Half Magic

HalfMagicHalf Magic by Edward Eager, 1954, 1982.

Jane, Mark, Katharine, and Martha are siblings living in the 1920s. Their father is dead, and their mother works for a newspaper. While their mother is at work, Miss Bick takes care of the house and the children, although she isn’t really good with children. The children are often free to amuse themselves on their own during the summer, and they like to pick out books from the library for entertainment. They particularly enjoy the fantasy books by E. Nesbit (a real author, and they reference her real books during the story), and they wish that exciting, magical things like the ones that happen in her stories would happen to them.

They get their wish (and a great many others) when Jane finds a strange coin on the sidewalk that they mistake for a nickel at first. By accident, they discover that this coin grants wishes, but it has a peculiar habit of only granting half of what a person wishes for (and the coin seems to interpret the idea of “half” pretty liberally, depending on the type of wish, so results can be pretty unpredictable).

Jane is so bored after she finds the coin that she wishes that there would be a fire for some excitement. Suddenly, the children hear a fire engine and discover that a child’s playhouse had caught fire. It could have been coincidence, except that their mother borrows some change from Jane, getting the magical coin by accident. While she is visiting the children’s aunt and uncle and finds their conversation boring, she wishes that she were at home, but finds herself unexpectedly by the side of the road halfway home. She is confused but thinks that she must just be very tired or something and forgot that she was walking home. She ends up accepting a ride from a very nice man who happened to be passing her on the road and thought that she looked lost and confused.

HalfMagicChildrenThese early experiences and a series of odd wishes Mark makes when he doesn’t realize that he has the coin demonstrate to the children not only that the coin is magical but that they have to be extremely careful what they wish for when they have it. They have to word their requests very carefully, asking for twice as much of anything they want in order to counteract the half magic of the coin. Even so, they can’t help but make mistakes and get themselves into trouble.

When Katharine uses her turn with the coin to take them back to the days of King Arthur, she ends up causing trouble and disrupting history by defeating Lancelot in a tournament. Fortunately, Merlin realizes what the children have done and forces them to explain themselves and show him the magic coin. After inspecting it, Merlin gives the children a stern lecture about interfering with the natural course of history. He uses the coin’s magic to undo what the children have done and further uses it to restrict the children’s wishes to affecting only their own time period. He warns them to be more careful about what they wish for, keeping their wishes smaller and more personal, adding that the coin’s magic will eventually be exhausted, so they should save their wishes for what is important.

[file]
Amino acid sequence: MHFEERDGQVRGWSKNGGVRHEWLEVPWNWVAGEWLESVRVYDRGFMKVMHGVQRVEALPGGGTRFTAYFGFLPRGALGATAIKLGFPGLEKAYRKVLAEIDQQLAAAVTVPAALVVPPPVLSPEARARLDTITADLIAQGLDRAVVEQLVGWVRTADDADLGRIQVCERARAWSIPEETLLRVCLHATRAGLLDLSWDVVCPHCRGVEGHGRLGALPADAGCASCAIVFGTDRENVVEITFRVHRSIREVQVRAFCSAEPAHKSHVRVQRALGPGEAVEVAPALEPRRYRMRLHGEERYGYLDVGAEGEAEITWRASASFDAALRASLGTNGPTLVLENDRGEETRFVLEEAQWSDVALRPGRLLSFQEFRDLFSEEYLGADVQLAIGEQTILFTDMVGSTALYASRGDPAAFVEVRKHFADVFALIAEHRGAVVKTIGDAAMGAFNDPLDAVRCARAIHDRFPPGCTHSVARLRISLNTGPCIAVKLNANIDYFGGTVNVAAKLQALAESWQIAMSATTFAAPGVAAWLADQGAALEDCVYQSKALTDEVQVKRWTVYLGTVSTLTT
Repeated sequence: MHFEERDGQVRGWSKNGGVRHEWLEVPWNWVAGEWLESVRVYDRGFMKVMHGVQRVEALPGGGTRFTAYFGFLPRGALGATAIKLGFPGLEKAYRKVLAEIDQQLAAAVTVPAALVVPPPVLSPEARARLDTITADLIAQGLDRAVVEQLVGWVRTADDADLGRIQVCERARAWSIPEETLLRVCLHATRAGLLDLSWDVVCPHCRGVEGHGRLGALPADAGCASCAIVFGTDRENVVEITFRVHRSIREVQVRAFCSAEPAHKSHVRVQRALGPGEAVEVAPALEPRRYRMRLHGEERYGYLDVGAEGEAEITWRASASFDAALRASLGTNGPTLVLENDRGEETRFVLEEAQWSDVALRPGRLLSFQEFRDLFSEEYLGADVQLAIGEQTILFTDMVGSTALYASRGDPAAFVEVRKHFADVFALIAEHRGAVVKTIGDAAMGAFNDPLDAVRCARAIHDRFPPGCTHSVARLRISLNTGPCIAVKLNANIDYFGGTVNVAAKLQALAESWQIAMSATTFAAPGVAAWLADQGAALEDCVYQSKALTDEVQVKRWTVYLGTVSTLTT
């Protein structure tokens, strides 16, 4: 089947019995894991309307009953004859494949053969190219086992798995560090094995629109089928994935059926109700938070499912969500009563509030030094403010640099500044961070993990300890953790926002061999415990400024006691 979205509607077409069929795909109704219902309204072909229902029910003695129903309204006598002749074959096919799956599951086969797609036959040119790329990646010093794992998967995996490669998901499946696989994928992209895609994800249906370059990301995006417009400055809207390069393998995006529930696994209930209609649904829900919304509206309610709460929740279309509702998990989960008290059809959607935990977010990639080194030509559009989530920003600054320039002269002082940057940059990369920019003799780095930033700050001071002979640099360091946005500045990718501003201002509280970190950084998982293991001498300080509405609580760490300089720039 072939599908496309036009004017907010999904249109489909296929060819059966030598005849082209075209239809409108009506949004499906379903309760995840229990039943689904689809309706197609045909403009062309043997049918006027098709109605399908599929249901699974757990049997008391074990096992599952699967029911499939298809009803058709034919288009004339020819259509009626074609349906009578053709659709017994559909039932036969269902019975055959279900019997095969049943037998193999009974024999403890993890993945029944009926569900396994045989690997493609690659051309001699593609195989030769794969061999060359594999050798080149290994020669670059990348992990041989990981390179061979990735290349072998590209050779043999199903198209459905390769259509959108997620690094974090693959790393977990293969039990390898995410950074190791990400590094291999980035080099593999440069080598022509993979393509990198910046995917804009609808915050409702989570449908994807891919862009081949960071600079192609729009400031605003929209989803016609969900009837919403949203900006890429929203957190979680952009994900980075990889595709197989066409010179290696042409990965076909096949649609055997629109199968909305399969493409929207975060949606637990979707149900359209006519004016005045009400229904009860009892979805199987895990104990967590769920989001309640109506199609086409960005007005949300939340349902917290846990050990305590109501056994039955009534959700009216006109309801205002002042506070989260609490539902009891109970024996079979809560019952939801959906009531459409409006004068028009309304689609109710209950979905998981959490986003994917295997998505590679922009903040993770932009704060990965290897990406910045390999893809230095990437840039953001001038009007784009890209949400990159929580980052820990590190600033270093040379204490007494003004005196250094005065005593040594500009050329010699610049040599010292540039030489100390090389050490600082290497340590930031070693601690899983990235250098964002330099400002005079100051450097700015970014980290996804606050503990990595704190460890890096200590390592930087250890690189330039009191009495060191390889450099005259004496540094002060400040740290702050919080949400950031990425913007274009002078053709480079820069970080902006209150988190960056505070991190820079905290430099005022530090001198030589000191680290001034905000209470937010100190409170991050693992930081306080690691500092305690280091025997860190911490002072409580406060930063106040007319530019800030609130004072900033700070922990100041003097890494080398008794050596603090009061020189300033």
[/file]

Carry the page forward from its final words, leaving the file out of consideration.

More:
HalfMagicTheaterThere is one more disastrous experience when the children go to the movies (a silent film because this is 1920s), and Martha accidentally wishes that she wasn’t there while touching Jane’s purse, which holds the coin. Martha, of course, ends up being only halfway “not there,” almost like a living ghost, which terrifies onlookers. Straightening out that mess brings them into contact with Mr. Smith, the nice man who gave their mother a ride home. He owns a bookstore, and he enjoys fantasy stories as much as the children do. He becomes the only adult who knows that the children have been using magic, and he’s fascinated by it, enjoying witnessing their adventures.

When the children’s mother comes to pick them up, Mr. Smith is pleased to meet her again and invites the family to join him for dinner. Mr. Smith is obviously fond of the children’s mother, and most of the children like him, too. However, Jane is uneasy. It’s partly that she worries that Mr. Smith will interfere with their use of the magic coin and partly that she worries about his new relationship with their mother. Of the four children, only Jane, as the oldest, really remembers their father, and she can’t stand the thought that Mr. Smith might become their stepfather and take his place.